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As of late in the Deep South, and more specifically, on the South Carolina coast, we have experienced weather that is somewhat foreign to us. Over the last three weeks, we have experienced below freezing temperatures along with rain, sleet and snow. That's right, snow...at the beach. I know it's not that big of a deal for those of you who live in parts of the US where you regularly see this kind of weather. Oh, we have short snaps of cold weather, although it not as often as others, however it's the precipitation that messes with us.

When we see a snowflake...do you hear me..."A" snowflake, we tend to lose our minds. But when it comes down heavy for an extended period of time...we are almost crippled. As an Educator, I understand the necessary precautions when it comes to putting children on buses and parents driving on icy roads...and I am okay with the inconvenience of having to make up the school days. What I do not like is the way the ice causes limbs and trees to fall in the yards, on houses, on cars and across roads. I also don't like the power outages. Personally, we were spared the power failure, but many of my friends were not. Some of the friends and colleagues from work lost power and went 5-6 full days without power.

Now that I have set the stage, you might find yourself asking, "Why is all of this on a Mayberry Blog?" As Ernest T. Bass says, "I'm getting to that! I'm getting to that!"

What happened during this time was a great example of Mayberry's hospitality come to town. I saw friends and neighbors working together to remove debris. Young guys helping older folks cut limbs and haul them away. I jumped the fence at my house to help my elder neighbors drag away some heavy limbs. We invited friends to our home who were without power. We met friends out for meals when the roads allowed.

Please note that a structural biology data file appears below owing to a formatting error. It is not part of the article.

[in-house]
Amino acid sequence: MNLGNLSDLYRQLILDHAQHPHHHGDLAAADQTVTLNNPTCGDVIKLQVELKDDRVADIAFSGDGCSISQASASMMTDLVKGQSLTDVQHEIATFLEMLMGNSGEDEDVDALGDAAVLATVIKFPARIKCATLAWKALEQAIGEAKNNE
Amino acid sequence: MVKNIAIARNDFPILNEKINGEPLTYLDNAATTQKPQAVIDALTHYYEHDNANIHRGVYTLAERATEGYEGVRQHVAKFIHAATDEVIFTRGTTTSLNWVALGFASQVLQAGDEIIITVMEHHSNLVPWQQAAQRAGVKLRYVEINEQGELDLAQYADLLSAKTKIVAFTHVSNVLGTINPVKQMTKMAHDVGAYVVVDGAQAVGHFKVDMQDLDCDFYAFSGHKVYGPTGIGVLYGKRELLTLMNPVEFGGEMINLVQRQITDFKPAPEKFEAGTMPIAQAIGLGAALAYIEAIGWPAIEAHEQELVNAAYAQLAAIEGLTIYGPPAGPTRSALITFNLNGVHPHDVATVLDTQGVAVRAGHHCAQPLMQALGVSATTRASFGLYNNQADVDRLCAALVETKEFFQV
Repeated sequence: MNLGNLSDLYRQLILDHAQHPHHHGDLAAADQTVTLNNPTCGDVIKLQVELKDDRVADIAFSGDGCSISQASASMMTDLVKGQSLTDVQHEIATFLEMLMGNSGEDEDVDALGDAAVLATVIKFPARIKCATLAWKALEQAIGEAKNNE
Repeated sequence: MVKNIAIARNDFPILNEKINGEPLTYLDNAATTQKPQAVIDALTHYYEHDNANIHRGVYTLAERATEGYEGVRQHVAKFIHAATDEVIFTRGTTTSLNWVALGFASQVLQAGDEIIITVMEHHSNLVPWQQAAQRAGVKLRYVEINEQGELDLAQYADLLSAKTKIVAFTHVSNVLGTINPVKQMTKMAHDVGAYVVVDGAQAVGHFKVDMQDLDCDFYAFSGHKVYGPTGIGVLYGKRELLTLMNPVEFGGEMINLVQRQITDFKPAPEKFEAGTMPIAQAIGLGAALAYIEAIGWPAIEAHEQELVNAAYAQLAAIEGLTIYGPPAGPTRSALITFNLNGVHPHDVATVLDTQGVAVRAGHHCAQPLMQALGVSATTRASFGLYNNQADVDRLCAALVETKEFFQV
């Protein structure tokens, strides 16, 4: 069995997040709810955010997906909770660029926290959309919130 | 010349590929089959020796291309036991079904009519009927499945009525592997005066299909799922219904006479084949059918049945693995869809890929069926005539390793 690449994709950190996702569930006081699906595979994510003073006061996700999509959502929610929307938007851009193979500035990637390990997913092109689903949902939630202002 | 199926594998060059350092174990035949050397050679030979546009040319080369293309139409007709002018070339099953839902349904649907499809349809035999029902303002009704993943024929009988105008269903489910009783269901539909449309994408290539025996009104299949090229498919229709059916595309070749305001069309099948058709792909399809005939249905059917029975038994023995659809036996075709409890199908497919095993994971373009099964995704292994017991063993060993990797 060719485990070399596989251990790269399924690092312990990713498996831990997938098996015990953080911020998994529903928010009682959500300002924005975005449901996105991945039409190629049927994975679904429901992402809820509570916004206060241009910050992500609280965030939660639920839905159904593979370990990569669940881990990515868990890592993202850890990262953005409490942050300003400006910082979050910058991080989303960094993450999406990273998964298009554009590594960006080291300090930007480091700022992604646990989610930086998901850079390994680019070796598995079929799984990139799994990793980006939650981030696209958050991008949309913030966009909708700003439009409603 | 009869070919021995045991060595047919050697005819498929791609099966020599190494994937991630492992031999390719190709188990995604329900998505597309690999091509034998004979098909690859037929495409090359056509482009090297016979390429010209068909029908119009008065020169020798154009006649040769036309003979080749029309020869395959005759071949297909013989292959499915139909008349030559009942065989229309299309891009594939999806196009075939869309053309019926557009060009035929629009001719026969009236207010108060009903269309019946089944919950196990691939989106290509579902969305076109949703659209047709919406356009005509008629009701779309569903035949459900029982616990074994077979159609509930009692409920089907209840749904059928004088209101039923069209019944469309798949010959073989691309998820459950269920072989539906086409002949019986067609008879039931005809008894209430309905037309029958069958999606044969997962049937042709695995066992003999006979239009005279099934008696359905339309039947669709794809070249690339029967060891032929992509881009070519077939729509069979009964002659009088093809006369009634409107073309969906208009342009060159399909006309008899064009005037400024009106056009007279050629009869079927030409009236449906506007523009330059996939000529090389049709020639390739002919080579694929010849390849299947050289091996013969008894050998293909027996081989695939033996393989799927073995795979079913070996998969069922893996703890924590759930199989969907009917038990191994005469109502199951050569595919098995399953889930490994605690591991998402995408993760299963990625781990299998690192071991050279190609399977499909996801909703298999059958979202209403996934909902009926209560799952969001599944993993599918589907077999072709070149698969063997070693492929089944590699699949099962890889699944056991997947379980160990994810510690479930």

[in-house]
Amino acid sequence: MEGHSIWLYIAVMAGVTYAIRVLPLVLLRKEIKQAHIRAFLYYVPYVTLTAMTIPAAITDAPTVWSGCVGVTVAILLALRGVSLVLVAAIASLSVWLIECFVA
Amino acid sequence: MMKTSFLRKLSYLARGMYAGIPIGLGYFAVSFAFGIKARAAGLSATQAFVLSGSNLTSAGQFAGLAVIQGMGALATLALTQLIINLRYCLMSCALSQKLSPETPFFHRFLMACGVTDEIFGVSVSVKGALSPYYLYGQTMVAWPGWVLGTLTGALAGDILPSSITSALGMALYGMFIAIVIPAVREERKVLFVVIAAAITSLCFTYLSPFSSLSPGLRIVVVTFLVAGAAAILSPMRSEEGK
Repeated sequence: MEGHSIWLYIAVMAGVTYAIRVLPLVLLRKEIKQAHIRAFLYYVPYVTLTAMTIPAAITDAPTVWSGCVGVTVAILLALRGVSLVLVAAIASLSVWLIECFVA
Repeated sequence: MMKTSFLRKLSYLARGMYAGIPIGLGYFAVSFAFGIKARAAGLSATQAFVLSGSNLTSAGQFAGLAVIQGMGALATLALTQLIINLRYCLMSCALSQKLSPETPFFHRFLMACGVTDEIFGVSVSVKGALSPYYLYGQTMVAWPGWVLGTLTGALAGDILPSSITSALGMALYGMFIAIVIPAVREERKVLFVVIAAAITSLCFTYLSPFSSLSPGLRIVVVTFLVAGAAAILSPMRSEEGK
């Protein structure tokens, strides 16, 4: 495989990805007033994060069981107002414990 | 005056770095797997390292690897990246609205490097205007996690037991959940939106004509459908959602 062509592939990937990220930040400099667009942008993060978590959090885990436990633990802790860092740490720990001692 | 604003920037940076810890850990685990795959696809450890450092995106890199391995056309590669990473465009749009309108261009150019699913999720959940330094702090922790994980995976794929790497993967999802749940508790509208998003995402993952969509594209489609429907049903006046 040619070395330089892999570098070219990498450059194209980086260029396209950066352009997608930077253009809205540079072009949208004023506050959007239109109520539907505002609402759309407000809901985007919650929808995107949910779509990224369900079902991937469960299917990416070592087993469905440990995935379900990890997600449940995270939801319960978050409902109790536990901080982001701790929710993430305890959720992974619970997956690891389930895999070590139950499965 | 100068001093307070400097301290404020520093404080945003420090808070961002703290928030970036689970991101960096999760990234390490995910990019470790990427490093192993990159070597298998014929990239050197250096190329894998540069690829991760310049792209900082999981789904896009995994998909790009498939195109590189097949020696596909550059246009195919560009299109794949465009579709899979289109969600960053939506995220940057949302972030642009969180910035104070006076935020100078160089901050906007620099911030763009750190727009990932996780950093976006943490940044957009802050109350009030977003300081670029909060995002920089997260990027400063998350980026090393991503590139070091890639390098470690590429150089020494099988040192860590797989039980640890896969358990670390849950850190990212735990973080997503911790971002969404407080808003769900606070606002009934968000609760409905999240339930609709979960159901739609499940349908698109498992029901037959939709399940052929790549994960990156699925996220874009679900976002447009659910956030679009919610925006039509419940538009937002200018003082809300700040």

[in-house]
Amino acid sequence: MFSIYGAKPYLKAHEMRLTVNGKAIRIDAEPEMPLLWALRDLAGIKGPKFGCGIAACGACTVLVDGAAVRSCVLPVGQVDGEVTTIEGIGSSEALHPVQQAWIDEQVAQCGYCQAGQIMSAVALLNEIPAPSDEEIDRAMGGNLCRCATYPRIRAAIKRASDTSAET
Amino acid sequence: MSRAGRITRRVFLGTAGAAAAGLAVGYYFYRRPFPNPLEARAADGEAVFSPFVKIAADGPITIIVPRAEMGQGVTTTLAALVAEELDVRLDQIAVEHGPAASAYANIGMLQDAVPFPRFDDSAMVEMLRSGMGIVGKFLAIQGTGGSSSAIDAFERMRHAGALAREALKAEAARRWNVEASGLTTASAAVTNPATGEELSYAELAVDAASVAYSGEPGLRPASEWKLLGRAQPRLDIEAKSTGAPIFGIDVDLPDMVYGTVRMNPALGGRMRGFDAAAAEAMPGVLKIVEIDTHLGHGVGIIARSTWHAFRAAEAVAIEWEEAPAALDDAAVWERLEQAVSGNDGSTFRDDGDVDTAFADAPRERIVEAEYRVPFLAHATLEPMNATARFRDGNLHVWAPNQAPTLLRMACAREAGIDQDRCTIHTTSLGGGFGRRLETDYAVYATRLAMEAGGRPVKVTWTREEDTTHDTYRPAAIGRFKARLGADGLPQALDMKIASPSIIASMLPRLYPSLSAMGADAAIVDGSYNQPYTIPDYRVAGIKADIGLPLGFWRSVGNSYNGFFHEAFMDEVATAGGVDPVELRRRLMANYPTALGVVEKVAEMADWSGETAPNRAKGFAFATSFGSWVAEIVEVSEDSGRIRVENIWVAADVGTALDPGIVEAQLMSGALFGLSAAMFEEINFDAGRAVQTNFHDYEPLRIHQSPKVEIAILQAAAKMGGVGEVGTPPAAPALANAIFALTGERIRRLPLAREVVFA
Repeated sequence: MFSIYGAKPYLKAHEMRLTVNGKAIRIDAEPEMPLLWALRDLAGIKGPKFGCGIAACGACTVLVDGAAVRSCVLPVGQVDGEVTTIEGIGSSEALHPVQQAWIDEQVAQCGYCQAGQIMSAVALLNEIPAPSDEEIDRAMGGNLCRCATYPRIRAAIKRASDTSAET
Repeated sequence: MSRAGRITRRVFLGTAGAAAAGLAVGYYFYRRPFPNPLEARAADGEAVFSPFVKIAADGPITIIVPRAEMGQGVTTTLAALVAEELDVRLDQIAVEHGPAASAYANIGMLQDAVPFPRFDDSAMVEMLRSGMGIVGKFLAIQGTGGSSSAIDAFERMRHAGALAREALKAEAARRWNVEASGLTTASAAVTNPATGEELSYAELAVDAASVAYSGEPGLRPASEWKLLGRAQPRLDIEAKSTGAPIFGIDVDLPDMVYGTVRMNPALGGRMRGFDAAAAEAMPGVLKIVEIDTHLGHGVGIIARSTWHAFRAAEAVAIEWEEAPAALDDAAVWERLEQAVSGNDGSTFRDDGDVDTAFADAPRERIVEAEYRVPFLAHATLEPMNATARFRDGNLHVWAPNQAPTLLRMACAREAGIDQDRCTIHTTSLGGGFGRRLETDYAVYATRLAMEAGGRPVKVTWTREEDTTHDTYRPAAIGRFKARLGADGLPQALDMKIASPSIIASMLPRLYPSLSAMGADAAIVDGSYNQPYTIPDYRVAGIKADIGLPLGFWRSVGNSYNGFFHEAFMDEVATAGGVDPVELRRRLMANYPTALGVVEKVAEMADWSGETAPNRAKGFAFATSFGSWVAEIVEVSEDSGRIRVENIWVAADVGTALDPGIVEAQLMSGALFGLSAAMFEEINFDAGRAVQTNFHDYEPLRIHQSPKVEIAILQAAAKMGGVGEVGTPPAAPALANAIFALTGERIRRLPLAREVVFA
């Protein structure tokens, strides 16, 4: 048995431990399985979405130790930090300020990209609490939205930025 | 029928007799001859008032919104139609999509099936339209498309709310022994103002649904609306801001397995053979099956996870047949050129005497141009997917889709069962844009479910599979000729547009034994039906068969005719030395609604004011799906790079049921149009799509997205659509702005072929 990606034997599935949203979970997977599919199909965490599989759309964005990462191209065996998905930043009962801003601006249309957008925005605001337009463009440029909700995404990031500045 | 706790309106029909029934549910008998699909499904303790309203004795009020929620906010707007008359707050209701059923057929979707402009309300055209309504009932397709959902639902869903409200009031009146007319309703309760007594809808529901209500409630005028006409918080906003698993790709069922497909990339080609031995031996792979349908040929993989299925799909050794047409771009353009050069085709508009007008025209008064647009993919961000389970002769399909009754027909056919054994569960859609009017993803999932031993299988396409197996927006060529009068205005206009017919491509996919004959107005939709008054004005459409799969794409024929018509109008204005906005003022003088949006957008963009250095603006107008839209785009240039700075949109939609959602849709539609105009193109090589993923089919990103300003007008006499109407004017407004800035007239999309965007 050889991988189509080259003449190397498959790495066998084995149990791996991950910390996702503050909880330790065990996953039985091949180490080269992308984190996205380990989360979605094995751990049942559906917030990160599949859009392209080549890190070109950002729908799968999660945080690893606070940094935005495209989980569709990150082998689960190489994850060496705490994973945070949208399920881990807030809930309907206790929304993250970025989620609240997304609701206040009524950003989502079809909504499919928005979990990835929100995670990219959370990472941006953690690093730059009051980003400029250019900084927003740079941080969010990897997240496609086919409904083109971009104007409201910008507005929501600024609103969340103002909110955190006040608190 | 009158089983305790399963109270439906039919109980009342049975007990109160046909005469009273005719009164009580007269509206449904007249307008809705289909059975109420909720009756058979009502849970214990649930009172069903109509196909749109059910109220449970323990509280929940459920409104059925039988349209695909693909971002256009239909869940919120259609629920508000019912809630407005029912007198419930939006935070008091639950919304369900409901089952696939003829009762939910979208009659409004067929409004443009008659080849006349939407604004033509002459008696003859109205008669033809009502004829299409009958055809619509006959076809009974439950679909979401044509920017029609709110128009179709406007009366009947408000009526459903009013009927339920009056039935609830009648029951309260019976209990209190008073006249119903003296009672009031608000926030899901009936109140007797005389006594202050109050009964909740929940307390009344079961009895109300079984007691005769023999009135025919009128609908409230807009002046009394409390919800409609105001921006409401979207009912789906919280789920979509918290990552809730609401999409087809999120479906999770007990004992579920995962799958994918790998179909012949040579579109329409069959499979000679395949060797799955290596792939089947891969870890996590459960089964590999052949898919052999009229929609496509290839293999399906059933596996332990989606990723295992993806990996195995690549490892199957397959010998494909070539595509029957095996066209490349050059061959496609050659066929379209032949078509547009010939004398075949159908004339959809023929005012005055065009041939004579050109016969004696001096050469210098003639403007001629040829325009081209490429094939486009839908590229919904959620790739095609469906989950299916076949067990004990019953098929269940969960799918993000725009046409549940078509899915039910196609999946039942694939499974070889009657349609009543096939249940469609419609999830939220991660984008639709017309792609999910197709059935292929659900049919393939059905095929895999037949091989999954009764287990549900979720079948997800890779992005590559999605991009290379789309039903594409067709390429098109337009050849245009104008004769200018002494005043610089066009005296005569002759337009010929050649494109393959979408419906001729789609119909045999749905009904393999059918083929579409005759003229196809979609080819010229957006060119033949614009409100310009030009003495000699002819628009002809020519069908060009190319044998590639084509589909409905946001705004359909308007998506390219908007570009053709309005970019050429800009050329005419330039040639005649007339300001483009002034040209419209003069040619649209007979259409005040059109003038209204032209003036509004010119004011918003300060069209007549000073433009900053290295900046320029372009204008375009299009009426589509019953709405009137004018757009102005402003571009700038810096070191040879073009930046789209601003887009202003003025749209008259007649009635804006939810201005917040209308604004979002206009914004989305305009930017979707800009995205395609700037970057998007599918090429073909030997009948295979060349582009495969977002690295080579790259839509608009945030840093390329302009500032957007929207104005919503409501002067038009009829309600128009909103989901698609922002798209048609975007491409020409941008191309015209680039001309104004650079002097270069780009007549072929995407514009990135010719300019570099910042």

Aunt Bee: "Do unto others..."

We saw families gathering together the homes of those with power. We saw friends staying with friends so they had a place to keep warm. We saw people sharing the food in their freezers, instead of waiting for it to go bad (and not that tough beef like Aunt Bee got from Diamond Jim's). Friends asking other friends over for a hot meal while they waited for the power company.

Andy Taylor: "Why don't you come over to the house and eat with us. Aunt Bee would love to have you."

I heard of one co-worker tell of their family cooking meals together on their gas grill. One told me that they got out the old fashion ice cream churn, and hand-churned a gallon of creamy dessert. (There was plenty of ice for the churning). They played cards by candlelight, read by glow of lanterns, and kept warm by fireplaces. They talked and shared stories...some were the same old tales told many, many times..and there was an occasional new one. They laughed and enjoyed each other's company. We didn't see this as an inconvenience, but as an adventure.

Opie Taylor: "Oh boy! If you stay over, you'll be in my room...and I'll get to sleep on the Ironing Board between two chairs. That's adventure sleeping!"

We stayed in touch with one another, and checked on our family and friends often. We made do with what we had, and those who were more fortunate gave freely to help others. It was a time to reflect on what was important. We did what the good people of Mayberry would have done had they been in the same situation. The situation impacted us all...in many different ways...we gained renewed perspectives...and just like in Mayberry, we learned an important lesson...I'll let Barney tell you about that...

Barney Fife: "Andy's been trying to teach me something every since I've been working for him, and it's this: when you're dealing with people, you'll do much better If you don't go so much by the book, but by the heart."


Have a Mayberry Day,

Keith

a.k.a. - Col. Harvey

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